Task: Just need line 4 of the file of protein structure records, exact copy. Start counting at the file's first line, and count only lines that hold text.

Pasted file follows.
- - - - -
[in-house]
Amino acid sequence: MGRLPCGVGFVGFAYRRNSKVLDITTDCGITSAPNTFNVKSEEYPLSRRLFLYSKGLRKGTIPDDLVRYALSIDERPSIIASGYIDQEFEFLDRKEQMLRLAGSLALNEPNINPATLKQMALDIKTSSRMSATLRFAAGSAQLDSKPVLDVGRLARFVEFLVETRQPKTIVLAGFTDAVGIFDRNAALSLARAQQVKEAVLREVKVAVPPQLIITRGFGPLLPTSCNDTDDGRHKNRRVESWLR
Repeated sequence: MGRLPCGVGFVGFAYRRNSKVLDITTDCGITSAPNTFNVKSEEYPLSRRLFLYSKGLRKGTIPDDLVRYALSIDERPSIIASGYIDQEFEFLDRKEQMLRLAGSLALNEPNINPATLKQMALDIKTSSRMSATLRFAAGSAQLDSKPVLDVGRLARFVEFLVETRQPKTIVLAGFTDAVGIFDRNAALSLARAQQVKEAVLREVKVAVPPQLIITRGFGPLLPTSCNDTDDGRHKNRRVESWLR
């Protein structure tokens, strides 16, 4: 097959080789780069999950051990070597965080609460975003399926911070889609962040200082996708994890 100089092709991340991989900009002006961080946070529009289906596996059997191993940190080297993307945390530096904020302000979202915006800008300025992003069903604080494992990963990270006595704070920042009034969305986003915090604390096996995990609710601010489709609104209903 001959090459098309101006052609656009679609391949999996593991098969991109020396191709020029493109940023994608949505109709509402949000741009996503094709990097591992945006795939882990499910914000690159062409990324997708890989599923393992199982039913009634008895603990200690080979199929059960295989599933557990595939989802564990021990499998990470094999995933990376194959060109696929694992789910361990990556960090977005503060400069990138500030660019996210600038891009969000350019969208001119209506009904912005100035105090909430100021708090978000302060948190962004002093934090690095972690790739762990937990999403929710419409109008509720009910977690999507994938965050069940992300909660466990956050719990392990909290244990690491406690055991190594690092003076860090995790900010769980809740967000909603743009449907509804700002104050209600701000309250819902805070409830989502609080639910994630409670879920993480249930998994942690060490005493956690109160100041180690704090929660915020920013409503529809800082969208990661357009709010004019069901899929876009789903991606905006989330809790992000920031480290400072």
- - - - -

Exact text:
């Protein structure tokens, strides 16, 4: 097959080789780069999950051990070597965080609460975003399926911070889609962040200082996708994890 100089092709991340991989900009002006961080946070529009289906596996059997191993940190080297993307945390530096904020302000979202915006800008300025992003069903604080494992990963990270006595704070920042009034969305986003915090604390096996995990609710601010489709609104209903 001959090459098309101006052609656009679609391949999996593991098969991109020396191709020029493109940023994608949505109709509402949000741009996503094709990097591992945006795939882990499910914000690159062409990324997708890989599923393992199982039913009634008895603990200690080979199929059960295989599933557990595939989802564990021990499998990470094999995933990376194959060109696929694992789910361990990556960090977005503060400069990138500030660019996210600038891009969000350019969208001119209506009904912005100035105090909430100021708090978000302060948190962004002093934090690095972690790739762990937990999403929710419409109008509720009910977690999507994938965050069940992300909660466990956050719990392990909290244990690491406690055991190594690092003076860090995790900010769980809740967000909603743009449907509804700002104050209600701000309250819902805070409830989502609080639910994630409670879920993480249930998994942690060490005493956690109160100041180690704090929660915020920013409503529809800082969208990661357009709010004019069901899929876009789903991606905006989330809790992000920031480290400072």